Star Mesh

I wrote this as a mesh example for @bee, but it’s a pretty handy class so I decided to give it its own thread. It just generates a star mesh. Setting up texture coordinates is left as an exercise for the reader.

Star Mesh

Edit: Because it’s a mesh you can very easily do things like set the colour of the central vertices, giving it a gradient look:

Star Mesh Gradient


-- Main
function setup()
    iparameter( "NumPoints", 2, 20, 5 )
    parameter( "InnerRadius", 30, 300, 100 )
    parameter( "OuterRadius", 100, 300, 200 )

function draw()
    -- Normally we'd only create the star once
    -- This lets us parameterise it for the sake of explanation
    star = StarMesh( NumPoints, InnerRadius, OuterRadius )    
    star.position = vec2(WIDTH/2,HEIGHT/2)
    -- This sets a dark background color 
    background(40, 40, 50)

    -- Do your drawing here


StarMesh = class()

function StarMesh:init(numPoints, outerRad, innerRad)
    self.mesh = mesh()
    self.color = color(241, 208, 20, 255)
    self.position = vec2(0,0)
    -- Convenience
    innerRad = innerRad or outerRad * 0.5
    local tris = {}
    local totalPoints = numPoints*2
    for i=1,totalPoints do
        local i1 = i-1
        local i2 = i
        local r1 = i1/totalPoints * math.pi * 2
        local r2 = i2/totalPoints * math.pi * 2
        local p1 = vec2( math.cos(r1), math.sin(r1) )
        local p2 = vec2( math.cos(r2), math.sin(r2) )
        local rad1, rad2
        if i1%2 == 0 then
            rad1 = outerRad
            rad2 = innerRad
            rad1 = innerRad
            rad2 = outerRad
        table.insert( tris, p1 * rad1 )
        table.insert( tris, p2 * rad2 )
        table.insert( tris, vec2(0,0) ) -- center
    self.mesh.vertices = tris

function StarMesh:draw()


@Simeon - This is a nice little example that should probably be in the default package.

If I may make a quick suggestion, It might be nice to split the built-in Codea examples into different sections (like drawing, physics, games, sounds, etc…). This would allow the addition of lots of example code without overloading the home screen, and I truly believe example codes really help understanding the API better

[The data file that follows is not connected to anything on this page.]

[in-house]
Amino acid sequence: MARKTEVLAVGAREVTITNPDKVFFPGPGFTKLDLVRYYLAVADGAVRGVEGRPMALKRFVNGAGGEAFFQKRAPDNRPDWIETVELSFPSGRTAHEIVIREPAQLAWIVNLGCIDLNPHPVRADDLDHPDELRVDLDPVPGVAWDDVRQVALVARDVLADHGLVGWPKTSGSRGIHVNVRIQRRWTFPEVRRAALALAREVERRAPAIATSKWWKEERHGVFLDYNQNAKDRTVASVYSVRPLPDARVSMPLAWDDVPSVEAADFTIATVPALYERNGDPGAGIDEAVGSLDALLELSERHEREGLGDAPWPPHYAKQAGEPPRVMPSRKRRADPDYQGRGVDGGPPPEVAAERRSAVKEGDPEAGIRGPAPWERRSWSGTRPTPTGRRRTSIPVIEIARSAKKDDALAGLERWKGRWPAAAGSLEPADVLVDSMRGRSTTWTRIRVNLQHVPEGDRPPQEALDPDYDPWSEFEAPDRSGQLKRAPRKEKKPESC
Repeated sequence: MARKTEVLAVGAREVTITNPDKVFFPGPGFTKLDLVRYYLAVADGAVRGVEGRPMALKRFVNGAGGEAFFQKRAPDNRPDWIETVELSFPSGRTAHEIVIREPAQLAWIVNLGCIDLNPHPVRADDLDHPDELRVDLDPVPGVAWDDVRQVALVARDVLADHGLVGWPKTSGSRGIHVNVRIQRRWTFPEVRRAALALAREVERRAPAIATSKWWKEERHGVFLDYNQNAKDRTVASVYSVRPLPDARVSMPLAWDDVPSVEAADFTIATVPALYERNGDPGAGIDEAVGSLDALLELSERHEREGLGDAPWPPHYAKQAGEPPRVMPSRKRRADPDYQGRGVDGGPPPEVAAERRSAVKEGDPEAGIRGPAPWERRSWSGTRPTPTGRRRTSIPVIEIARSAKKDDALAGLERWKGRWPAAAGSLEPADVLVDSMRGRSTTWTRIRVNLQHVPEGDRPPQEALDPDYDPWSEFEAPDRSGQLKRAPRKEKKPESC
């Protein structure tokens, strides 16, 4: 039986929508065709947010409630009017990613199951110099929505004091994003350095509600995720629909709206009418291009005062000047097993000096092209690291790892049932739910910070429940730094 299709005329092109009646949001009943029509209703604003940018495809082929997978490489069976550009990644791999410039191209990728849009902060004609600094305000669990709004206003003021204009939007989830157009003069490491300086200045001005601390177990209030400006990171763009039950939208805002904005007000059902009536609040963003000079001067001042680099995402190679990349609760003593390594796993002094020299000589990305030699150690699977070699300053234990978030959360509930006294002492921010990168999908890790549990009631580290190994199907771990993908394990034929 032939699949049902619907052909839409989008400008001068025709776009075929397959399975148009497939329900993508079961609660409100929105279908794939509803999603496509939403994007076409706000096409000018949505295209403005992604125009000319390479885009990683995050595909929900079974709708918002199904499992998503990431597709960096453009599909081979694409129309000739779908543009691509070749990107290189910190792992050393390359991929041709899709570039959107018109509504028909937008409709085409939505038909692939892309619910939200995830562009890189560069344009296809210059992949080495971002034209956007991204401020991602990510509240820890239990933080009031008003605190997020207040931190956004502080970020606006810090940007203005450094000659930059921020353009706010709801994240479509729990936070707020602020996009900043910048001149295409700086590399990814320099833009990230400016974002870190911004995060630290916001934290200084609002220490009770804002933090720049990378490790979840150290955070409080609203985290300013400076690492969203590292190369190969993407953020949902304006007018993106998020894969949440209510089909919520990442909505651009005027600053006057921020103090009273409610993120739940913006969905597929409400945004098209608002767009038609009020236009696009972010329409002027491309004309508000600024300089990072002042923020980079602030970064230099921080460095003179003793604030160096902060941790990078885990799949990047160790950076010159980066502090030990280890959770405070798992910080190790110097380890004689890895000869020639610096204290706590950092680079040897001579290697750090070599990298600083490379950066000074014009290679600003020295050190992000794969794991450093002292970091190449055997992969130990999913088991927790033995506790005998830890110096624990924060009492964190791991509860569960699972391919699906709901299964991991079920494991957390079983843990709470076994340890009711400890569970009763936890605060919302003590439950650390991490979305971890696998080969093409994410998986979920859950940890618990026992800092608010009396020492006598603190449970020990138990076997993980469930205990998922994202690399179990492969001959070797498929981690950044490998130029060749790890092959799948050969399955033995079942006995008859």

Thank you, @simeon. I’ll try it out after I got back my iPad, currently being used by my kid. :slight_smile: It seems pretty simple, though I don’t see the use of triangulate() function. :wink:

For a complete newbie in visual programming, I agree with @xavier’s suggestion. Provide section/folder for examples with each section contains sample codes from easy/trivial to advance/complex program. It’ll be very helpful to beginners.

Is Codea’s triangle mesh working like the explanation here? :slight_smile:

As I was writing the code I found I didn’t need the triangulate() function — the star polygon is simple enough that I create the necessary triangles as I iterate through the outside points.

It behaves very similarly to that Wikipedia article. Codea’s meshes are limited to triangles only (this is a fundamental limitation of OpenGL on iOS devices).

Codea’s meshes are limited to triangles only (this is a fundamental limitation of OpenGL on iOS devices).

Why is this a limitation?

Well basically openGL ES (for Embedded Systems) was made to be lightweight and fast, so It removed all the bloated functions from regular openGL, direct mode, etc…

For example, you can’t have quads in openGL ES (although internally, even for regular opengl, quads are just two triangles).

It’s really not an issue, since you can represent just about anything with triangles

It’s really not an issue, since you can represent just about anything with triangles

That’s what I mean.

@Andrew_Stacey - hahaha sorry, I misunderstood you ^^

@Andrew because most desktop implementations allow for arbitrary quads and polygons. It’s a limitation in terms of convenience. Though most games on desktop PCs will use triangles only as well.

And now, if you want to apply a shader,…after

self.mesh.vertices = tris

self.mesh.shader = shader("Effects:Ripple")
self.mesh.shader.freq  = 3*math.pi/4
self.mesh.shader.time = ElapsedTime 

and in the draw loop update the time too:

self.mesh.shader.time = ElapsedTime

but the screen is black, do you need to set up a rect? , why?

And how are you doing that effect with mesh:setColors()?

@juaxix the Ripple shader will not have an effect because that shader applies to the texture of a mesh. The star mesh in my example has no texture (or texture coordinates). It only uses vertex colours.

To get the above gradient effect simply set all the center vertices to white, and every other vertex to yellow. OpenGL linearly interpolates the resulting colours across the mesh resulting in the above image.

Ah, I understand it better now, thanks.
I was doing this:

self.mesh:color(3, color(255))

but what is working is to store a table of colors like this:

table.insert( cols, self.color)
table.insert( cols, self.color)
table.insert( cols, color(255)) -- center

in the for of the mesh triangles creation, and then:

self.mesh.colors = cols

worked :slight_smile:

And I’m using this animation with a tweener:

-- animation
        innerRad  =*heightRatio,
        outerRad  =*widthRatio
--  numPoints = --optional
    {tween.easing.elasticOutIn, loop = tween.loop.pingpong}

@juaxix - Really nice. I’m really looking forward to this game.